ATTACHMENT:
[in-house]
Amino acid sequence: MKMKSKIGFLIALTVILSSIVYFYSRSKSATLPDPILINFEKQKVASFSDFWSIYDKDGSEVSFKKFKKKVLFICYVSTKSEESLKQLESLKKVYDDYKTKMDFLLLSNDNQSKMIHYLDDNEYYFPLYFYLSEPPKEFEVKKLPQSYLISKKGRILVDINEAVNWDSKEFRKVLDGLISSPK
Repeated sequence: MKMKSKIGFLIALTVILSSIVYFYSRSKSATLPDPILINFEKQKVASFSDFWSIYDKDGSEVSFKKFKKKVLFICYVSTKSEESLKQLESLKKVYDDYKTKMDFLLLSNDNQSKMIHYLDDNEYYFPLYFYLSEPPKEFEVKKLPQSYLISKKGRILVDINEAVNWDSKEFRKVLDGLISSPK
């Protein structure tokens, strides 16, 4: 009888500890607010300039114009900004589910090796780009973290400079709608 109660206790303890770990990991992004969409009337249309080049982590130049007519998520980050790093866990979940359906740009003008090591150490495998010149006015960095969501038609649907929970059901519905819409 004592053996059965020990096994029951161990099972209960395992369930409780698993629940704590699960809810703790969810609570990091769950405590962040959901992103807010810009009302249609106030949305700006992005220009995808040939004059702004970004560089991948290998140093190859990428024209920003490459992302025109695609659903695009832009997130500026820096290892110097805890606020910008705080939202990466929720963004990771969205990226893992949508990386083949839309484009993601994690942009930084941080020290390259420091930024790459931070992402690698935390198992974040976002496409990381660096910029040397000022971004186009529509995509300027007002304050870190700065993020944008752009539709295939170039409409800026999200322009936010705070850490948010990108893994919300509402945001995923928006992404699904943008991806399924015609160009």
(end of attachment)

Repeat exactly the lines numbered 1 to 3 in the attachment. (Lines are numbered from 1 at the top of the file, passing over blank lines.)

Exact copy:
[in-house]
Amino acid sequence: MKMKSKIGFLIALTVILSSIVYFYSRSKSATLPDPILINFEKQKVASFSDFWSIYDKDGSEVSFKKFKKKVLFICYVSTKSEESLKQLESLKKVYDDYKTKMDFLLLSNDNQSKMIHYLDDNEYYFPLYFYLSEPPKEFEVKKLPQSYLISKKGRILVDINEAVNWDSKEFRKVLDGLISSPK
Repeated sequence: MKMKSKIGFLIALTVILSSIVYFYSRSKSATLPDPILINFEKQKVASFSDFWSIYDKDGSEVSFKKFKKKVLFICYVSTKSEESLKQLESLKKVYDDYKTKMDFLLLSNDNQSKMIHYLDDNEYYFPLYFYLSEPPKEFEVKKLPQSYLISKKGRILVDINEAVNWDSKEFRKVLDGLISSPK